2014 Audi A4 2.0 TDI Ultra review
It's hard to keep up with Audi's rapidly expanding Ultra range. We've been impressed by the A7 and A6, and now we've tested the latest car to get this technology – the Audi A4 – which emits 109g/...
This version of the Audi A4 won't be around for much longer, but Audi is keen to keep its popular executive model as up-to-date as possible with the latest technology, including its efficient 'Ultra' diesel engines.
We've already tested the estate (Avant) A4 Ultra, which is heavier than the four-door saloon, but still manages an impressive 64.2mpg and pumps out 114g/km - closing up the gap to its nearest rivals when it comes to performance and running costs.
As a saloon, the A4 Ultra returns a claimed 67.3mpg and emits 109g/km of CO2, putting it on a par with the BMW 320d Efficient Dynamics (109g/km), and only slightly behind the new Mercedes C220 Bluetec (103g/km).
It's only available with a six-speed manual gearbox, but you can choose between SE and SE Technik trim. Can a new engine really breath new life into one of the oldest models in Audi's line-up?
What is the 2014 Audi A4 2.0 TDI Ultra like to drive?
Let's start with the good news. The revised 161bhp diesel engine revs freely and without sounding harsh when you accelerate hard. There's more torque then before, which helps the Ultra feel a tad more responsive, while maximum power arrives a lot earlier than it used to (at 3000rpm).
This improved flexibility means you can punt along in town at low revs, without feeling like you need to change down into a low gear. Once the engine picks up, there's a progressive surge of power, and more than enough oomph for fast overtakes.
The A4 Ultra is impressively quiet whether you're driving at low speeds or cruising on the motorway, to the point where you’re more aware of the rush of wind noise instead of any engine thrum. True, there's whine from the turbo when you put your foot down hard, but it's less noticeable than in the old 2.0-litre TDIe.
A light clutch and precise gearshift make the A4 Avant easy to drive – even in stop-start traffic. However, the new engine can only do so much, and there are still some niggling issues. There’s often a noticeable vibration through the pedals and gearknob, for example, particularly at idle, but also when accelerating.
The handling is also pretty unremarkable. While the steering is accurate, the front-wheel-drive A4 feels heavy, and the front wheels always want to wash wide through tight turns in the road. There's also an inconsistency to the steering assistance when you're turning into corners. The A4 never feels unstable, but it's never particularly engaging, either.
Ride comfort is another bugbear. Despite the Ultra having not particularly low-profile tyres (it comes with 17-inch alloys as standard), it has lowered suspension to reduce drag and improve fuel economy, and isn't that effective at dealing with cracks and potholes in town, while expansion joints thump their way into the cabin at motorway speeds.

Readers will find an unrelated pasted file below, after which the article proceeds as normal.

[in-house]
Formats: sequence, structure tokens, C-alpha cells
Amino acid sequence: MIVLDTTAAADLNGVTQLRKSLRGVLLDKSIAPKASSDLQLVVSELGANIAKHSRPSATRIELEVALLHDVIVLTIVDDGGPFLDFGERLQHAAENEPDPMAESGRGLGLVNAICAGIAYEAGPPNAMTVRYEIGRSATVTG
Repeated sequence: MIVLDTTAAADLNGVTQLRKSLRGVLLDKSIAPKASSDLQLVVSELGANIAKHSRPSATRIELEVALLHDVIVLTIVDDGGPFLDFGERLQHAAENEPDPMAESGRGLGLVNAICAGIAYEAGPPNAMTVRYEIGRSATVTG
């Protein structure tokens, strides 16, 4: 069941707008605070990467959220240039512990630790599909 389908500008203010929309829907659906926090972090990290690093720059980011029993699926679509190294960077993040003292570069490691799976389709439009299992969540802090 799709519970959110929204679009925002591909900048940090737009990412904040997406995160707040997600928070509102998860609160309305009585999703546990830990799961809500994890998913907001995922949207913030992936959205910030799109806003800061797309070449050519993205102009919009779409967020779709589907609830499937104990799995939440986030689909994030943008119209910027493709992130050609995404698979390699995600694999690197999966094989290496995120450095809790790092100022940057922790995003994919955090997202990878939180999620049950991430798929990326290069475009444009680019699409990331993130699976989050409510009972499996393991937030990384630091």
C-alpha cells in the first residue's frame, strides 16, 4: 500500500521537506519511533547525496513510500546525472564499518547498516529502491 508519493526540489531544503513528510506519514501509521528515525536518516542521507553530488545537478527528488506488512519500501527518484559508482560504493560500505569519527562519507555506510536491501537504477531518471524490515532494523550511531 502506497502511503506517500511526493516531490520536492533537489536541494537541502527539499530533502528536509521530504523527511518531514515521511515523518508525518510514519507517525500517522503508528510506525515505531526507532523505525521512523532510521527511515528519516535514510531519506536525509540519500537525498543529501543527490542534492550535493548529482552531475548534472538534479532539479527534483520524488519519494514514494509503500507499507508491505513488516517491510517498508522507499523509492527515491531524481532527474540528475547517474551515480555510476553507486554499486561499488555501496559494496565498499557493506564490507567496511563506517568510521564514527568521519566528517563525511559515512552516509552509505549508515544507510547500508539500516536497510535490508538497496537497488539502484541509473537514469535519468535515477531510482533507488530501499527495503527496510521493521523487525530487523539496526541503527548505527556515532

**What is the 2014 Audi A4 2.0 TDI Ultra like inside?**
Nothing has changed inside, so you still get a mostly classy, well finished interior, with fairly high-quality materials and a reasonably clear, easy to use layout. However, the shortcut buttons around the MMI control dial are made from hard, shiny plastic and look out of place.
A more serious problem is the off-set pedals, which will be an issue for all drivers, because the A4 Ultra is available only as a manual. This makes finding a comfortable driving position trickier than you'd expect.
Newer rivals such as the Mercedes C-Class and BMW 3 Series are both a little more high-tech inside, and the BMW in particular has a slicker, easier-to-use infotainment system. The A4's MMI unit is decent enough, but the shortcut buttons aren't as straightforward and the graphics aren't as sharp.
There's enough space inside to seat four adults comfortably – five is a squeeze – with decent head- and legroom for those in the front and the back. The boot is a good size, with a square load floor and a low lip that makes loading heavier items a breeze.
SE trim comes with climate control, auto lights and wipers, a DAB radio, rear parking sensors and a 6.5-inch colour display. If you fork out an extra £1,000 for the SE Technik model then you also get leather upholstery, sat-nav, all-round parking sensors and an iPod connector.
**Should I buy one?**
The Ultra definitely is the new pick of the A4 range, thanks to improved refinement and lower running costs that make it more competitive than before.
At £27,675, it's about £1000 cheaper than the sharper driving BMW 320d Efficient Dynamics, and around £1700 cheaper than the cleaner Mercedes C220 Bluetec.
However, it now feels a fair bit less plush inside than both these rivals, despite its smoother, quieter engine. The practical Avant has more going for it, but this saloon now feels distinctly average.
**What Car? says... **
A4 2.0 TDI Ultra
2.0 diesel 4 cyl
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